Sales at U.S. retailers rose in July on growing demand for everything from cars to clothing, and a decline the previous month was wiped away, signaling consumers are propelling growth in the world’s largest economy.
The 0.6 percent advance matched the median forecast of economists surveyed by Bloomberg and followed little change in June that was previously reported as a 0.3 percent drop, a Commerce Department report showed Thursday in Washington. Eleven of 13 major categories showed gains.
Rising employment, stronger finances and still-cheap fuel is helping draw consumers into stores and auto dealerships. Growth in household spending, which accounts for about 70 percent of the economy, is bolstering the expansion as Federal Reserve policy makers move toward lifting interest rates this year for the first time since 2006.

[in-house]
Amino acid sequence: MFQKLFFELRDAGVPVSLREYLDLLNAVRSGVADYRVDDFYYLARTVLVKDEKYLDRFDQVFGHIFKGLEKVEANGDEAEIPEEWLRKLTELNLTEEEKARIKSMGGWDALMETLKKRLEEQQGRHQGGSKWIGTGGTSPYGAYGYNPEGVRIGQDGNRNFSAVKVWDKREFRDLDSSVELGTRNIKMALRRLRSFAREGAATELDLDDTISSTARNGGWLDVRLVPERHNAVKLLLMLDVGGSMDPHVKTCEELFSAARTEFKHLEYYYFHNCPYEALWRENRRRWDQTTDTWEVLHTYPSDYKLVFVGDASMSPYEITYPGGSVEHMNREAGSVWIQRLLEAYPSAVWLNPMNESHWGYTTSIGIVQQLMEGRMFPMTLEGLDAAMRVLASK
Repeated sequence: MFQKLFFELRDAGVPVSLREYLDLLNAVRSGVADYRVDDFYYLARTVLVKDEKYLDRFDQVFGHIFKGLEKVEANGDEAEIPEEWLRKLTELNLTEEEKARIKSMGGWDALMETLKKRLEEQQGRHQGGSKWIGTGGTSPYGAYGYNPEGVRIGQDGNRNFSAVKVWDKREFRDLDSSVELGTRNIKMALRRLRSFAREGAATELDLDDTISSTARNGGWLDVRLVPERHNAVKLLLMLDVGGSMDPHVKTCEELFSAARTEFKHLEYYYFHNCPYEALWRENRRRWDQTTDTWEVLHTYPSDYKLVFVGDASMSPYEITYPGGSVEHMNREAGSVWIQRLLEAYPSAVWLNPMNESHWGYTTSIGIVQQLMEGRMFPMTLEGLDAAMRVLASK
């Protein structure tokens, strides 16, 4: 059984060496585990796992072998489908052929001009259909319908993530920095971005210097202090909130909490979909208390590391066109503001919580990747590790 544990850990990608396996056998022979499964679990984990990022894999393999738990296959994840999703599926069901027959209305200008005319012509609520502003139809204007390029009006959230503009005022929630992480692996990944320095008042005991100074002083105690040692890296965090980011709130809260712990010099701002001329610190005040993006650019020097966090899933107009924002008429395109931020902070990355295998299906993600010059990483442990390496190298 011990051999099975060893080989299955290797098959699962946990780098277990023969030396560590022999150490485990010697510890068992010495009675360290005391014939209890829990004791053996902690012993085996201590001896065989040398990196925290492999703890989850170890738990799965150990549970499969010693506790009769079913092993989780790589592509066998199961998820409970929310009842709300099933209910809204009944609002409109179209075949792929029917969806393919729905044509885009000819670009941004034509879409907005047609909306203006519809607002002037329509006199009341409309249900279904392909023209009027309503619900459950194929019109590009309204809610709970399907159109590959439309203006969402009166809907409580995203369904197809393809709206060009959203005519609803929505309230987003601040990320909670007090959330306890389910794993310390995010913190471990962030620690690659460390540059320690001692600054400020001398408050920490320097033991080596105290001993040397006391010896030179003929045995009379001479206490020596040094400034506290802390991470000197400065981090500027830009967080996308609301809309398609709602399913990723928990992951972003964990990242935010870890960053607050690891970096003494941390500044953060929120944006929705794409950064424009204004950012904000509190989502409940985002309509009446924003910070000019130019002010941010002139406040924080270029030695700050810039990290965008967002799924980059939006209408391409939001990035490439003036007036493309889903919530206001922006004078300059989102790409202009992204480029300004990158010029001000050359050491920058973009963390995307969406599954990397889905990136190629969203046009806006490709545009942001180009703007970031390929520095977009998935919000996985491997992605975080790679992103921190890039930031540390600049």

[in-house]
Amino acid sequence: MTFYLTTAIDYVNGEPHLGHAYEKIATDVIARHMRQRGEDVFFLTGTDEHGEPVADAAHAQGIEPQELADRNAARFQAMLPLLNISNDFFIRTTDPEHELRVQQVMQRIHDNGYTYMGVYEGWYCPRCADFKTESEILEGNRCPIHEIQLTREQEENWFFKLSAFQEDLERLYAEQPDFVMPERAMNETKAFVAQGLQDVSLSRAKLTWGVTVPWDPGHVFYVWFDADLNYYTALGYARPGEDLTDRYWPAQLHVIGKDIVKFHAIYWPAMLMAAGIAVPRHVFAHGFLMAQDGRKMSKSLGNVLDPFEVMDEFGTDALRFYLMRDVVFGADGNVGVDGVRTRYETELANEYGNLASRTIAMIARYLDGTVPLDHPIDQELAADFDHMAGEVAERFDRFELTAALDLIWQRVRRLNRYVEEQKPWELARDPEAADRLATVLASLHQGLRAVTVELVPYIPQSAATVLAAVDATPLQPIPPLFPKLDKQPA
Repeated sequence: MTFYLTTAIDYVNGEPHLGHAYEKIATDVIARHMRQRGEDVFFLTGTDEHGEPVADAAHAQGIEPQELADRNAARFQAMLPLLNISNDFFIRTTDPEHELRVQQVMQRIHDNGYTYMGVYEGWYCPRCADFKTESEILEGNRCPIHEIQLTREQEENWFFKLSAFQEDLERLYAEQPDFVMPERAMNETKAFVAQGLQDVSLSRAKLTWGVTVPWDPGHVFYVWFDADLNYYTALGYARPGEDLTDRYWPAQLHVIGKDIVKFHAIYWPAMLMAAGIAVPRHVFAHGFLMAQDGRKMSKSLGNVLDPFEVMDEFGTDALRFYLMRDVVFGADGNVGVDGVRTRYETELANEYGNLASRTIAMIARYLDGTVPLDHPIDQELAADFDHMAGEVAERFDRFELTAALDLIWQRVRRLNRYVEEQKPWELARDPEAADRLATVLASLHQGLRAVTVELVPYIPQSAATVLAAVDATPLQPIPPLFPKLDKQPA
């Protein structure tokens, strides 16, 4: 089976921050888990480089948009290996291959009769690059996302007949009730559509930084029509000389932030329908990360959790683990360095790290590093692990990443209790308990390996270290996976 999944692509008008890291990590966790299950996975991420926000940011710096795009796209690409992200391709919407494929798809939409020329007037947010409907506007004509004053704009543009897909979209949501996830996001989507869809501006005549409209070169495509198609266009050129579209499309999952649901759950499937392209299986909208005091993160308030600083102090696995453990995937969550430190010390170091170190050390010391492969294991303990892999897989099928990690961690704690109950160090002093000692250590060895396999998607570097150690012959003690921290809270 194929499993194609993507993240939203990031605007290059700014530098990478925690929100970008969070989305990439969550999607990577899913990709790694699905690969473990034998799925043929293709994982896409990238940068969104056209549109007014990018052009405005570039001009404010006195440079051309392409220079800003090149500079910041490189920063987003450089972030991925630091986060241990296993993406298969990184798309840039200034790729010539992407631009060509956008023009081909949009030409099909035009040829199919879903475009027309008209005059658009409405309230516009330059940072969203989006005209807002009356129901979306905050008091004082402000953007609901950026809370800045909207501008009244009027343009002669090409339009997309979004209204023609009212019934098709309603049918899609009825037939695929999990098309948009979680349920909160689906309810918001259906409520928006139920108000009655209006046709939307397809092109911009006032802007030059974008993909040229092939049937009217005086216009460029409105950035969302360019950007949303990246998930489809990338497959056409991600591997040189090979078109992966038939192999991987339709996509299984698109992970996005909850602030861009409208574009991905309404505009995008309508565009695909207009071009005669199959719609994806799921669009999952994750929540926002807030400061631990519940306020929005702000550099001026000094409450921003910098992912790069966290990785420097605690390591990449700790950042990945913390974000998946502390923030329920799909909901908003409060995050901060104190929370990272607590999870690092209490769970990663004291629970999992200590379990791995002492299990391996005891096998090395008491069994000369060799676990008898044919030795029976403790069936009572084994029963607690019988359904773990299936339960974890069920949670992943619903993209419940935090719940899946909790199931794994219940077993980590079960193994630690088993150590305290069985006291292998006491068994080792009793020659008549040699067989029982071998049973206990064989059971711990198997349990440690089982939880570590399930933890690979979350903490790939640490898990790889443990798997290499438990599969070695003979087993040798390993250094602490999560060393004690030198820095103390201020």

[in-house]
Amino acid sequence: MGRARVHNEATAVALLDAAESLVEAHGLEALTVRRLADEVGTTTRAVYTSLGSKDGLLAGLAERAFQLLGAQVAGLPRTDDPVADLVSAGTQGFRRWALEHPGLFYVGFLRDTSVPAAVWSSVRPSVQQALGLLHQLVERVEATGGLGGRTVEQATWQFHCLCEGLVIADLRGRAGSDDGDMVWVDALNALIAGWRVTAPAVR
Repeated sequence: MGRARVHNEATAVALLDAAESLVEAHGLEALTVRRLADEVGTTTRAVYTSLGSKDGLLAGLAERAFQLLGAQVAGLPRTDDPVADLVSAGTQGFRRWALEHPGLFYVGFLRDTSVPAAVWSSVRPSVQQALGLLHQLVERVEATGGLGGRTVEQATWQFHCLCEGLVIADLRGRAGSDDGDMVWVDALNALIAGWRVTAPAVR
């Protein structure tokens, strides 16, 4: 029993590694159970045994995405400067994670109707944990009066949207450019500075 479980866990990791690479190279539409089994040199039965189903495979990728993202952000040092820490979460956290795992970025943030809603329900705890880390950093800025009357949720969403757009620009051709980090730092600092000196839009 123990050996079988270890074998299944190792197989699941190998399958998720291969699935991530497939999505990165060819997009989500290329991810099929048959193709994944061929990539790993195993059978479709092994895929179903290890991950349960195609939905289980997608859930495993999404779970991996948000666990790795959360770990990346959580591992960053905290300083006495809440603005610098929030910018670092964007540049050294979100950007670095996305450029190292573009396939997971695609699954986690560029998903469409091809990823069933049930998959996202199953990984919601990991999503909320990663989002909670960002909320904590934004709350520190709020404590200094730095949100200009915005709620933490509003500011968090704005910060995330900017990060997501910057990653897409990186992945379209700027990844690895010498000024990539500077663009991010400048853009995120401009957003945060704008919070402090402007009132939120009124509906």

“The consumer is in good shape,” Brian Jones, a senior U.S. economist at Societe Generale in New York, said before the report. “We have a vibrant labor market and the unemployment rate continues to move lower. The outlook for third-quarter spending is pretty decent.”
Estimates in the Bloomberg survey of 84 economists for total retail sales ranged from gains of 0.1 percent to 1 percent.
A report from the Labor Department showed applications for unemployment benefits last week hovered close to a four-decade low, a sign firings remain muted as the job market firms. While jobless claims climbed by 5,000 to 274,000 in the period ended Aug. 8, they remain close to the 255,000 reached a month ago that was the lowest since 1973.